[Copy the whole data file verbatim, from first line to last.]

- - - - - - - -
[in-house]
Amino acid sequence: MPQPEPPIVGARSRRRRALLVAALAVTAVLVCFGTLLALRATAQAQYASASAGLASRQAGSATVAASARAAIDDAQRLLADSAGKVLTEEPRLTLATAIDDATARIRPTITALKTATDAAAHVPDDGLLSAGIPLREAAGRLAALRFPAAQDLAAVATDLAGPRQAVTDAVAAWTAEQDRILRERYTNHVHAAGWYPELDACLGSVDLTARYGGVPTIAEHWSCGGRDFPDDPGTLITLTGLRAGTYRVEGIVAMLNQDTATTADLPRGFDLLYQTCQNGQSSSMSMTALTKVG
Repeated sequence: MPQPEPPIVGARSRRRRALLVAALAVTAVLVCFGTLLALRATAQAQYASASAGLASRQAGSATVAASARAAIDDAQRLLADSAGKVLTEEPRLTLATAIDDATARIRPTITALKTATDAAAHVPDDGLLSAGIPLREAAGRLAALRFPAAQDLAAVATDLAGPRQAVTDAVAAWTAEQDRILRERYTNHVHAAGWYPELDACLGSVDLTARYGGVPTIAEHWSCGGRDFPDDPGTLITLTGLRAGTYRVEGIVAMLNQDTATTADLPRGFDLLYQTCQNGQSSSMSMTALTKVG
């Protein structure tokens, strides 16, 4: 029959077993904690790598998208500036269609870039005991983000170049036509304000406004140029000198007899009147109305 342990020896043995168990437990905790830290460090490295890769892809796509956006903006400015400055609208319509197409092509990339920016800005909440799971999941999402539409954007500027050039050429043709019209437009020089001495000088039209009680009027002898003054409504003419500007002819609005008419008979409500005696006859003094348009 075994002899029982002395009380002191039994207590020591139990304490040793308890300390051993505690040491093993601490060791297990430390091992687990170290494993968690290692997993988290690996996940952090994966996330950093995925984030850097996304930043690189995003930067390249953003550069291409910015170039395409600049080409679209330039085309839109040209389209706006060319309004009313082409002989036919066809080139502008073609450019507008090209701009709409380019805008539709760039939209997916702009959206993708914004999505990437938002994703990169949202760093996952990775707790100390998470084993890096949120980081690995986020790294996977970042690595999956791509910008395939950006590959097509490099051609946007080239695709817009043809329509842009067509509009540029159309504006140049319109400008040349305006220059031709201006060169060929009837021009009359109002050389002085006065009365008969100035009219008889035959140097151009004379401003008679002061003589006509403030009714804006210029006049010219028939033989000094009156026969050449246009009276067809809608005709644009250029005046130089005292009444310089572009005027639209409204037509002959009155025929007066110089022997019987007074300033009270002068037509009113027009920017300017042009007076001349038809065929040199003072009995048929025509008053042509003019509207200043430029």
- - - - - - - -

[in-house]
Amino acid sequence: MPQPEPPIVGARSRRRRALLVAALAVTAVLVCFGTLLALRATAQAQYASASAGLASRQAGSATVAASARAAIDDAQRLLADSAGKVLTEEPRLTLATAIDDATARIRPTITALKTATDAAAHVPDDGLLSAGIPLREAAGRLAALRFPAAQDLAAVATDLAGPRQAVTDAVAAWTAEQDRILRERYTNHVHAAGWYPELDACLGSVDLTARYGGVPTIAEHWSCGGRDFPDDPGTLITLTGLRAGTYRVEGIVAMLNQDTATTADLPRGFDLLYQTCQNGQSSSMSMTALTKVG
Repeated sequence: MPQPEPPIVGARSRRRRALLVAALAVTAVLVCFGTLLALRATAQAQYASASAGLASRQAGSATVAASARAAIDDAQRLLADSAGKVLTEEPRLTLATAIDDATARIRPTITALKTATDAAAHVPDDGLLSAGIPLREAAGRLAALRFPAAQDLAAVATDLAGPRQAVTDAVAAWTAEQDRILRERYTNHVHAAGWYPELDACLGSVDLTARYGGVPTIAEHWSCGGRDFPDDPGTLITLTGLRAGTYRVEGIVAMLNQDTATTADLPRGFDLLYQTCQNGQSSSMSMTALTKVG
């Protein structure tokens, strides 16, 4: 029959077993904690790598998208500036269609870039005991983000170049036509304000406004140029000198007899009147109305 342990020896043995168990437990905790830290460090490295890769892809796509956006903006400015400055609208319509197409092509990339920016800005909440799971999941999402539409954007500027050039050429043709019209437009020089001495000088039209009680009027002898003054409504003419500007002819609005008419008979409500005696006859003094348009 075994002899029982002395009380002191039994207590020591139990304490040793308890300390051993505690040491093993601490060791297990430390091992687990170290494993968690290692997993988290690996996940952090994966996330950093995925984030850097996304930043690189995003930067390249953003550069291409910015170039395409600049080409679209330039085309839109040209389209706006060319309004009313082409002989036919066809080139502008073609450019507008090209701009709409380019805008539709760039939209997916702009959206993708914004999505990437938002994703990169949202760093996952990775707790100390998470084993890096949120980081690995986020790294996977970042690595999956791509910008395939950006590959097509490099051609946007080239695709817009043809329509842009067509509009540029159309504006140049319109400008040349305006220059031709201006060169060929009837021009009359109002050389002085006065009365008969100035009219008889035959140097151009004379401003008679002061003589006509403030009714804006210029006049010219028939033989000094009156026969050449246009009276067809809608005709644009250029005046130089005292009444310089572009005027639209409204037509002959009155025929007066110089022997019987007074300033009270002068037509009113027009920017300017042009007076001349038809065929040199003072009995048929025509008053042509003019509207200043430029």